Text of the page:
Sasha Nelson: The next evolution of Craig’s East Elementary
CRAIG — Change is an uneasy thing. It can sit in the belly like a bunch of angry butterflies, or it can feel like a rush of a carnival ride. Sometimes, it creeps in, embracing our lives in unexpected ways.
“Progress is impossible without change, and those who cannot change their minds cannot change anything,” wrote Irish playwright, critic, polemicist and political activist George Bernard Shaw.
Change has come to our community and is being felt by students, parents and the staff of East Elementary School. This week, they said goodbye to the school’s final kindergarten through fifth-grade graduates.
East Elementary School opened in 1960 and has closed as an elementary school. The building will now transform into an Early Childhood Education Center and head office for the school district administration.
“It is sad to close our school this year, but it has been an honor to be the principal for East Elementary’s last eight years,” said Principal Sarah Hepworth.
Over the past year, it’s been my duty to write about key steps in the decision-making process that will see the school’s purpose change.
In December, when the community learned the name of the Craig school that would close, it was an emotional moment for many and a poignant moment for me. East was my school — the first elementary school I attended.
Eight principals and 298 staff members have worked at East, and thousands of students have walked its halls since it opened. It has undergone various grade configurations during 58 years as an elementary school.
In recent times, for six consecutive years, the school was highly rated by the state of Colorado for student achievement, Hepworth said.
During my time at East, classroom space was limited. I went to some of my classes in a modular trailer. I was told those buildings were relocated and are still used for the library in Maybell.
Twice, the school added wings to accommodate student population growth.
A constant architectural feature is the school’s brick corner support. With it’s two circular cutout windows, it’s one of my favorite places. I recall how my arms would ache from the effort to pull my little body up the red brick of the circular windows.
There was always a tipping point — a moment when I would teeter, hold my breath, feeling as if I were falling as images of my face smashed on the concrete sidewalk ran through my head — then, I would swing my feet up and nestle into the space as I waited for my parents to collect me.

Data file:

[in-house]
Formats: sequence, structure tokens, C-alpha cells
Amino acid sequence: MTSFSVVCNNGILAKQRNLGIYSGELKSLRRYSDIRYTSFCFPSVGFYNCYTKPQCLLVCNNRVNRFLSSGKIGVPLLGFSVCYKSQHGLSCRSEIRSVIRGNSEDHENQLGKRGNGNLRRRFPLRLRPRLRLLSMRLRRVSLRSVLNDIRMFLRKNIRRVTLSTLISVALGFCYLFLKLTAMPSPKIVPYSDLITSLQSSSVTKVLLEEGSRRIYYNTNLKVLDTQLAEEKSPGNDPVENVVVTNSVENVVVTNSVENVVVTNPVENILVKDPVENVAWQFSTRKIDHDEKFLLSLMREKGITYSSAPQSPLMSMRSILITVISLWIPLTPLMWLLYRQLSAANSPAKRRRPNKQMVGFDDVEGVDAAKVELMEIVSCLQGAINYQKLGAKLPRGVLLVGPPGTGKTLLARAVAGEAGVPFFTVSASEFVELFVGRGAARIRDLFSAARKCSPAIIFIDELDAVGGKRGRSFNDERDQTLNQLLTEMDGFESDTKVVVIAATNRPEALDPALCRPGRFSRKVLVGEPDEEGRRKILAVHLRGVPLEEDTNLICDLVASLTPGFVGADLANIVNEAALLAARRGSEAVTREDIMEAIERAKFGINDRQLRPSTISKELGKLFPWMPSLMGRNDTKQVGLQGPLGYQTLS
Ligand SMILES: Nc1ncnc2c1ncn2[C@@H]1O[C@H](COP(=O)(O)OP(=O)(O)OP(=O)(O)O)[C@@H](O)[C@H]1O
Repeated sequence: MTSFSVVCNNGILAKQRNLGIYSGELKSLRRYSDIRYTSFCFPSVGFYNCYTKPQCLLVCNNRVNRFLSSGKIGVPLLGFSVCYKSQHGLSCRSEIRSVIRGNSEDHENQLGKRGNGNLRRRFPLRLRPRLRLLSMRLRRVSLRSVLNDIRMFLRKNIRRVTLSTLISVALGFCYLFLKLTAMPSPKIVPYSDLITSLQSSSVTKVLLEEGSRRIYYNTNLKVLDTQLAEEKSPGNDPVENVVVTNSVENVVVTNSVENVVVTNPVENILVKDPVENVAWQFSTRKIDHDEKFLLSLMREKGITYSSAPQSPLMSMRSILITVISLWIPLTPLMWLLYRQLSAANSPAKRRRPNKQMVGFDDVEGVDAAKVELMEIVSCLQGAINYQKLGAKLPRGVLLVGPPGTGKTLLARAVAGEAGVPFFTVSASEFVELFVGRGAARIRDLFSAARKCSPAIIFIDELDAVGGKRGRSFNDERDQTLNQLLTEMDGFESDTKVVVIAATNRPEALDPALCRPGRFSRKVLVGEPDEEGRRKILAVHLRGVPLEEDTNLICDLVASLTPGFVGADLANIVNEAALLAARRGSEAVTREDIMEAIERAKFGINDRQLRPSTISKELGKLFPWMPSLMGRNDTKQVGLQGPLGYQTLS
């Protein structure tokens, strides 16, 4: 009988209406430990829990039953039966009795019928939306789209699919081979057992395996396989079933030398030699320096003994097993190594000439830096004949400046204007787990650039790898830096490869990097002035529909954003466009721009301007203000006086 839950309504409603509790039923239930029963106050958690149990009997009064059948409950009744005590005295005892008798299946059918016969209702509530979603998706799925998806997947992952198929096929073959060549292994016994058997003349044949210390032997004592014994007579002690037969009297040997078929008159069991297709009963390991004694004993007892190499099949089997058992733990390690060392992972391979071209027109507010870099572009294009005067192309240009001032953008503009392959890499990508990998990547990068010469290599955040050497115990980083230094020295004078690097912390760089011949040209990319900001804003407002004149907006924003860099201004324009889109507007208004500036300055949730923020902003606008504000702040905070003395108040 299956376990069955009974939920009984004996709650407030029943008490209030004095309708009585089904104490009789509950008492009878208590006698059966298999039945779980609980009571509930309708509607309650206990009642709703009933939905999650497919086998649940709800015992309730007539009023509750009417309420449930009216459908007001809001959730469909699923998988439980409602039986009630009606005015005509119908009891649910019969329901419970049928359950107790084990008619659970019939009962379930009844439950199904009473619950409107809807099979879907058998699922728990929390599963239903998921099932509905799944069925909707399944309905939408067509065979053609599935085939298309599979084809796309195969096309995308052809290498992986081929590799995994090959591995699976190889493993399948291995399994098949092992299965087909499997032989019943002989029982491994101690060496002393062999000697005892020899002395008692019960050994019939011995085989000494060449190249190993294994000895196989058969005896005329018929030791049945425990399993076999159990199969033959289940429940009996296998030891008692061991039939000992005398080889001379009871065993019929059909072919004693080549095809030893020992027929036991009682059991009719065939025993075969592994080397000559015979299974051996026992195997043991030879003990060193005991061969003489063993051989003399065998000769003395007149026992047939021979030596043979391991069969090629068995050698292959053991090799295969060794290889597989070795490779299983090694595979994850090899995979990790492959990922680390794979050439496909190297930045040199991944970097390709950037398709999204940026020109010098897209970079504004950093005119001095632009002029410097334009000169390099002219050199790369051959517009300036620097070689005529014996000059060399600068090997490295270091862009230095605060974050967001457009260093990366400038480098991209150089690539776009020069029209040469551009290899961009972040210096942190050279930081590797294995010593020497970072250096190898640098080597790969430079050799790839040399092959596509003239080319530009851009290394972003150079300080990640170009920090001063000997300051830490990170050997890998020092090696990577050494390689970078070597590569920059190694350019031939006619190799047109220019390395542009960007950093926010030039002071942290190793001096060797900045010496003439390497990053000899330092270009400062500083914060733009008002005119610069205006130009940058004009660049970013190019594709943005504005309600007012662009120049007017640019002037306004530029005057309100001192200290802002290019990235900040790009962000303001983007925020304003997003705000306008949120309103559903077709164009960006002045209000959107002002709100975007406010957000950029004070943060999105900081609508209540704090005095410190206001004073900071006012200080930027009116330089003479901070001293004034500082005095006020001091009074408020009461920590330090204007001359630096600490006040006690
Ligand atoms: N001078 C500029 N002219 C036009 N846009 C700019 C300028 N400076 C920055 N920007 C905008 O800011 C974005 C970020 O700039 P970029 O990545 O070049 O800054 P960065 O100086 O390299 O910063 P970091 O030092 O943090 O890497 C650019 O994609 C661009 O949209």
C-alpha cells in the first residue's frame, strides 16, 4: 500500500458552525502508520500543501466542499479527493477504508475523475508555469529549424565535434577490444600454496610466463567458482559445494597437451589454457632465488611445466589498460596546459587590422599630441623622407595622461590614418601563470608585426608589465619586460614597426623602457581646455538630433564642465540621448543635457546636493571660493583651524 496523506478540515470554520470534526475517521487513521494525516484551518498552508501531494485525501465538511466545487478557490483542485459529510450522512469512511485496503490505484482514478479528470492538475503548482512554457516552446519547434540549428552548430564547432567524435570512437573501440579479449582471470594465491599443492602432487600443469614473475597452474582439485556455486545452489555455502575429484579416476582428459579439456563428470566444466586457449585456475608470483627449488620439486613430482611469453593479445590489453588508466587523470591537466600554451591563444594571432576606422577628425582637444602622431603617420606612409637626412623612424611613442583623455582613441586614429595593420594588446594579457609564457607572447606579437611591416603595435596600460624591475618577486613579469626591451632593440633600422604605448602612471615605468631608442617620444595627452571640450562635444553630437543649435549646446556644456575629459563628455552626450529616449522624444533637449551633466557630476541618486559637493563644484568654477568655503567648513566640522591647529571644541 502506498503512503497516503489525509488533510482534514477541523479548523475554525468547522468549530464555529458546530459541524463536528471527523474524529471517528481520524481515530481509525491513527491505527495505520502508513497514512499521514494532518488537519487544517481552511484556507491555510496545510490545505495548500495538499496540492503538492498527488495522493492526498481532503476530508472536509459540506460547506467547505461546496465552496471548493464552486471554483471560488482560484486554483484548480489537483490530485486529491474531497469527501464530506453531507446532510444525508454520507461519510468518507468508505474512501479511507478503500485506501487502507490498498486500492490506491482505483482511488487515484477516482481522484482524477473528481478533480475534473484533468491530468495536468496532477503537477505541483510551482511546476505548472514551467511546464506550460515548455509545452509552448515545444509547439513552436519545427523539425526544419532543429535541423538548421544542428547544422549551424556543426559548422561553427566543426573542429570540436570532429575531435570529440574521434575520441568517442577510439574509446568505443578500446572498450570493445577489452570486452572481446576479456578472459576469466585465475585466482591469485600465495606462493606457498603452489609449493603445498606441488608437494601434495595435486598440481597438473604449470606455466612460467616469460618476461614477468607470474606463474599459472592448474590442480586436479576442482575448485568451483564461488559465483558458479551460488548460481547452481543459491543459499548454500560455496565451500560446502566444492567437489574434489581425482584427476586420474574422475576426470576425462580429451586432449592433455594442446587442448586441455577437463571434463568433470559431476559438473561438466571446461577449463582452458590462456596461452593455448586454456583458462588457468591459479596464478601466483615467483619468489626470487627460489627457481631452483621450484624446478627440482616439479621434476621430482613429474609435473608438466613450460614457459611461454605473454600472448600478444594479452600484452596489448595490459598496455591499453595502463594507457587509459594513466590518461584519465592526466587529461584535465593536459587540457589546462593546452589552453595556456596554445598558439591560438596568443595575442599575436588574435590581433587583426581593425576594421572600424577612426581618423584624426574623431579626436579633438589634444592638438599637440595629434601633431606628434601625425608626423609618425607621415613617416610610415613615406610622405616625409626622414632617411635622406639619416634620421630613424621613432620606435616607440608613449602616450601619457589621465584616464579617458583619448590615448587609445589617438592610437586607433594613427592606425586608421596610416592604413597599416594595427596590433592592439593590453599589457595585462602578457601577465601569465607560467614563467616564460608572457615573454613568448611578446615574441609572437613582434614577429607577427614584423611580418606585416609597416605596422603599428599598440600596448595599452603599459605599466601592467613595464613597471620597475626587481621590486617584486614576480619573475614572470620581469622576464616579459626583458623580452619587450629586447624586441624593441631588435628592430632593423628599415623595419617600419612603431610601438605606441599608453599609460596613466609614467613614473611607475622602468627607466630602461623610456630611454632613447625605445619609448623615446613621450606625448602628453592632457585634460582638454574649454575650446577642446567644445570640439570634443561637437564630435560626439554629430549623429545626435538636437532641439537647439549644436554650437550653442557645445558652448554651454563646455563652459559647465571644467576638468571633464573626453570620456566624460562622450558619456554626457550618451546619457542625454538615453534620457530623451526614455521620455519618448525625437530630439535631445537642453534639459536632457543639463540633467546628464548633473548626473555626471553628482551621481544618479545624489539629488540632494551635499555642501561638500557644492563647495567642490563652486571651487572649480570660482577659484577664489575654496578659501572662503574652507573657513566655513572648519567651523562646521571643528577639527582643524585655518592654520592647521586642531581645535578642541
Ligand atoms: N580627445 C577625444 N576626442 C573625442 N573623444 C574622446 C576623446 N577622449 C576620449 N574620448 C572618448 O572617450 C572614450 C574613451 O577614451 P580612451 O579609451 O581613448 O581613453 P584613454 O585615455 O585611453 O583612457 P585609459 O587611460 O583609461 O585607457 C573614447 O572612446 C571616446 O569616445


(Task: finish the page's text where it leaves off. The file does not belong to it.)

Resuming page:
Change can feel like a tipping point. Like we are teetering, ready to fall.
Settled into my little nook, I was sheltered from the winter wind and summer sun. I remember the warmth of the sunbaked bricks, their rough edges and how they smelled of earth.
I felt brave. I felt big. I felt safe.
“The life lessons learned within the context of an elementary school cannot be replicated or learned anywhere else. Relationship building, learning challenges and celebrations are a daily part of our lives every day, every month and every year,” said Hepworth.
Change is also a part of our every day lives. We can try and let it wash over us. We can let it wrap us up in a warm embrace it, or we can resist it. Try as we might to resist, in order to progress, to advance and to grow, as Shaw said, we must change.
Perhaps if we have a baby boom and Craig starts to grow again, East will have a chance to revert back to a full-service elementary school. Having dug through the data and borne witness the debate and struggle of school officials in making this decision, I believe that it’s time for my first grade school to change.
Before the physical changes are made to East, staff, students, parents, alumni and the community are invited to celebrate new and old traditions during the “Grand Finale,” a celebration at the school from noon to 3 p.m. Monday, May 28.
“I want to thank every parent that shared their children with us and allowed us to be a part of their family,” Hepworth said. “I know these sentiments are representative of all the educators that have walked these halls over the 58 years that East Elementary has been serving children.
Contact Sasha Nelson at 970-875-1794 or snelson@CraigDailyPress.com.